Although the details are not spelled out – which is rather strange considering it is an initiative to be voted on soon – the campaigners have generally been calling for an income of 2,500 Swiss francs per month for adults, and 625 Swiss francs per month for children.
The U.S. dollar is currently around par with the franc, so this would be about $2,500 and $625 respectively. This would mean a guaranteed income of about $30,000 for a single individual without a family. A family of four would be looking at $75,000 per year.
The first thing to note is that apparently socialists (or some variant) infect every livable corner of this entire planet. If this can happen in Switzerland, it can happen anywhere. We’ll see what happens with the actual vote, but just the fact that this is an initiative that will be voted on is saying something.
And that leads to a second point. You would think Switzerland would be the last place on earth to consider something like this. Not only does the country have a long history of liberty (relatively speaking), it is also a very decentralized country. This is probably one of the main reasons it has been able to maintain neutrality in foreign affairs and stay relatively free. Decentralization tends to work in favor of liberty.
But what are the possibilities of such a program being enacted, not just in Switzerland, but also the United States? There have not been any serious proposals in the U.S., such as pending legislation, but there have been suggestions about a guaranteed national income.
There may be, at least in one sense, some libertarians who would actually be sympathetic to the proposal. To be sure, there probably aren’t many libertarians advocating it in Switzerland.
The one aspect that could be attractive to libertarians is the hope that it would do away with the rest of the welfare state. If you are a family of four making $75,000, what justification is there for subsidized housing or food stamps? Why would you need government healthcare, when you should be able to easily afford insurance at that point? Of course, this is assuming minimal price inflation.
And what about the minimum wage? If a single person is guaranteed $30,000 per year in the U.S., there is no need to have a minimum wage, even if it actually did “work”. Someone could go out and make $5 per hour ($10,000 per year) and still have an income of $40,000 at that point.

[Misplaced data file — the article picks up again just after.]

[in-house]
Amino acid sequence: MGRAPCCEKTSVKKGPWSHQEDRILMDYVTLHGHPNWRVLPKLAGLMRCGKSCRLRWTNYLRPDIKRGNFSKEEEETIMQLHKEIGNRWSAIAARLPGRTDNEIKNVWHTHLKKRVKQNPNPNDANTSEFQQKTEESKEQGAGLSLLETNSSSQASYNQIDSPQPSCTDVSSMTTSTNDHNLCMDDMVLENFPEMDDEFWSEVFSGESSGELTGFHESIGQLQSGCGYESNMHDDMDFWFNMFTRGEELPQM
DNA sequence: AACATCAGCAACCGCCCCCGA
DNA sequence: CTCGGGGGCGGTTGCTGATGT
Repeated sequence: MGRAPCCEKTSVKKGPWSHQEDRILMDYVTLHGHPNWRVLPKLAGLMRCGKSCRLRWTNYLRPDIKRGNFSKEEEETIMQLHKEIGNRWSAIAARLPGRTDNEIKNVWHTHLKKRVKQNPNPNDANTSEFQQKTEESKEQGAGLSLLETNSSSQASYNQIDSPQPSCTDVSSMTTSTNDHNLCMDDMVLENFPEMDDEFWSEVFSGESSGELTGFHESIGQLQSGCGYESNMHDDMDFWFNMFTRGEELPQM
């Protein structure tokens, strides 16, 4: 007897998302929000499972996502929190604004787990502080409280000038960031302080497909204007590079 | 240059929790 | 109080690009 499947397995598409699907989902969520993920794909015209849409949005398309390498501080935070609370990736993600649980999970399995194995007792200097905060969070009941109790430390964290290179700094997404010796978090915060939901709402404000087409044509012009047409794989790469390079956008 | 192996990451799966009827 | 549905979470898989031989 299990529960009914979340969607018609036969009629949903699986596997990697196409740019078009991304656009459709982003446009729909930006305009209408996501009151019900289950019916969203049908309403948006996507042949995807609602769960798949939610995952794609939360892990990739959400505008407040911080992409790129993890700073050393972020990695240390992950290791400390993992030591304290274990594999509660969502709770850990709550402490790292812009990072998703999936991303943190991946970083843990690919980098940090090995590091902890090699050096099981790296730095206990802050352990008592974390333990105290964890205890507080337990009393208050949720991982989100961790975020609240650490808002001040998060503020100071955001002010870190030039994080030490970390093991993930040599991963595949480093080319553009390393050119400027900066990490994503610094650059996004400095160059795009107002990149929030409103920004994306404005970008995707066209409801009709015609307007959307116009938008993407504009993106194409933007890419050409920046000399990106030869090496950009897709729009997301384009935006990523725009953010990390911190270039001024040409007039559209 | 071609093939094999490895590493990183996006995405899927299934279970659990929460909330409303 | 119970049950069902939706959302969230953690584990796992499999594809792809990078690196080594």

Unfortunately, as libertarians, we also know that it wouldn’t work this way. You can’t get rid of the lobbyists that easily. You can’t get rid of the vote-buying that easily. There will always be someone with a “need”. There will always be inequality that constitutes an injustice to somebody.
The other factor, as mentioned above, is inflation. How would the Swiss (or Americans) pay for such a scheme? The tax money doesn’t magically appear out of thin air.
A family of four might get $75,000 per year, plus whatever regular income they make, but they also might find the average house price in the U.S. to be over a million dollars. They might find gasoline going for $12 per gallon. They might find a casual lunch out to cost $50.
And that is the key here. We know that there is no magic. Wealth is produced based on the savings and investment that go into production. The most wealth is produced when we live in a society that upholds property rights and allows voluntary individuals to engage in peaceful economic activity. If there is a magic formula, this is it. You don’t get rich by shuffling around bank accounts and printing gobs of money on a computer screen.
Ultimately, I don’t think such a proposal would fly in the United States. There are too many special interests who do not want a change to the current system that we have now.
For the sake of the Swiss, let’s hope this referendum fails overwhelmingly. If for some reason it does pass, it would make for an interesting experiment. Then again, Venezuela is an interesting experiment right now, which is translating into massive suffering for millions of people.